The obvious thing to go with for this weeks gallery theme would be my Granddaughters eyes, because unusually she has two different coloured eyes, but I've told you about that before. So I thought I'd go with something completely different and tell you about my Granddad's Eastend shop, through my eyes, as a four year old child. My memories of this time are vivid, as if it was yesterday. My Mum and Grandad are no longer with us, but their memory lives on.
Granddad's Shop Through My Eyes As A Child
Its the early 1970's and I'm a small child living in the Eastend of London. I'm sitting at the breakfast table eating toast, Bay City Rollers are playing in the background on the radio and Mum is smiling as she leans forward to wipe jam from the corner of my mouth. She gently combs my hair and tells me to get my coat because we are going to Granddad's shop. I jump up and run to the front door, eagerly waiting for my Mum to sit me in the back seat of her sporty, green Mini. The short journey fills me with anticipation because I love everything about my Grandads Greengrocer's.
A dusty mixed aroma of potatoes, apples and furniture polish greet me as I push open the big green doors. The bell rings and I hear my Grandads infectious laugh. I quicken my pace as I'm eager to discover what Grandad is laughing at. I'm guessing he playfully joking with my Nan, as he always does.
Grandad spots me and as I run to him, a big smile spreads across his face, he reaches his hand over towards the apple counter, and picks me a bright green golden delicious. He polishes the apple on his immaculate, white overall and reaches into his pocket for his small pen knife. Grandad then cuts me a slice of the apple and presents it to me as if it were a prize trophy.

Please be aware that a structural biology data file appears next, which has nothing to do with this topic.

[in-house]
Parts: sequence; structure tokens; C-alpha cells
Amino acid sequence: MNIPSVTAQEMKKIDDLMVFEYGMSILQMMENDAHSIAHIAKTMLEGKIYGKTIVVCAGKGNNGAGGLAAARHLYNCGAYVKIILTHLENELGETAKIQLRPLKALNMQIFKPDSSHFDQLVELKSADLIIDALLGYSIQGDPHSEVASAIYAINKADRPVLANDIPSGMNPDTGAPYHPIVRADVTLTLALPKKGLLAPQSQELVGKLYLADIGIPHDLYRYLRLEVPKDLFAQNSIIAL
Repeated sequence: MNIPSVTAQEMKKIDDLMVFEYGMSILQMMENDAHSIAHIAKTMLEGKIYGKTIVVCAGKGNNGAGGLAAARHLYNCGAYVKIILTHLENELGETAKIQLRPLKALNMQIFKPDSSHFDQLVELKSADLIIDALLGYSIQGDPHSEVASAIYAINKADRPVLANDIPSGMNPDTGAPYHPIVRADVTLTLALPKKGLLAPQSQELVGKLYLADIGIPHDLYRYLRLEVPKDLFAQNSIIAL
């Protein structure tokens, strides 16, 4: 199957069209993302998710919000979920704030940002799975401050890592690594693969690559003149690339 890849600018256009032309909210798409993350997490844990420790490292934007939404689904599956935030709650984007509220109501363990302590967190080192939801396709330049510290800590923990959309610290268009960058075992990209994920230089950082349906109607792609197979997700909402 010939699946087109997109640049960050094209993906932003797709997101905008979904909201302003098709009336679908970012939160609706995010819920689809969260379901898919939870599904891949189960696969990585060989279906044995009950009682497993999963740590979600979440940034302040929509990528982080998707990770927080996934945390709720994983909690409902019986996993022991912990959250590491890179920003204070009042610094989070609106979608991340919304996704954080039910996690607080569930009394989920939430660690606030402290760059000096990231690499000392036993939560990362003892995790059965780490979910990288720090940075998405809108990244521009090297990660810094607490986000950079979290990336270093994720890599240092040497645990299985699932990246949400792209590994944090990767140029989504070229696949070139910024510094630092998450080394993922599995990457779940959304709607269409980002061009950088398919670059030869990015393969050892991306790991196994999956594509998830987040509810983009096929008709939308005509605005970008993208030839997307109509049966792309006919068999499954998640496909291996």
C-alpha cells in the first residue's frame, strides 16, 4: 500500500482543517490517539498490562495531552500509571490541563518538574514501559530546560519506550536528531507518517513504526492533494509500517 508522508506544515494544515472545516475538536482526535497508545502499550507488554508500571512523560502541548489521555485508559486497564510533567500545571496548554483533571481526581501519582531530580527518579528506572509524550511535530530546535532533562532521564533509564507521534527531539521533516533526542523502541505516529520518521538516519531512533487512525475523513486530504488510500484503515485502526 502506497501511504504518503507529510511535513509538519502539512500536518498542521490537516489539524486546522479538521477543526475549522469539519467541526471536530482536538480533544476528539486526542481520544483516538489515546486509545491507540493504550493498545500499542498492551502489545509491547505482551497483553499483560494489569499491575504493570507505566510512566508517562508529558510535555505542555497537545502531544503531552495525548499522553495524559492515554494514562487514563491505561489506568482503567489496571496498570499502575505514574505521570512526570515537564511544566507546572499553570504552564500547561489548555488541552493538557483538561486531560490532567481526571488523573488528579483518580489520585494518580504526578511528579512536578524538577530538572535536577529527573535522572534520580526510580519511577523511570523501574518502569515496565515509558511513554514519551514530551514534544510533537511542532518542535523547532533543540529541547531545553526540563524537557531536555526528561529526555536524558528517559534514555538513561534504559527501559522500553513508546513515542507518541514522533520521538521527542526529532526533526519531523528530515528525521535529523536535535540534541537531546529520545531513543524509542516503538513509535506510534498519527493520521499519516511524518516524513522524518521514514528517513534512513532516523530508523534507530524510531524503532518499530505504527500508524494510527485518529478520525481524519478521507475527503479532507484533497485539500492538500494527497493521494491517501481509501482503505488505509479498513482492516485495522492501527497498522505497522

I look up to him with adoring eyes. He is a big, strong Irish man with rosie cheeks and thick, black wavy hair, smartly dressed and wearing a shirt and tie underneath his overall. He smells of Brylcreem, old spice and imperial leather. I climb up and sit on a stool beside the big, clunky weighing scales. I watch Grandad as he greets his customers and I notice that he has a special way with people, he never fails to make them smile, even complete strangers.
Pensioners come into the shop regular as clockwork to buy their weekly fruit & veg, always eager for a chat, they scrape their pennies together for a cabbage or two and then in comes a tired young Mum, overwhelmed with bags and children, she looks harassed as she buys a bag of spuds. Grandad always gives them an extra bag of fruit, telling them that it was damaged stock that he couldn't sell. I admire his kindness and that he doesn't let them know he is helping them. He looks to me and winks. At that moment I realise that my Grandad is a very special man.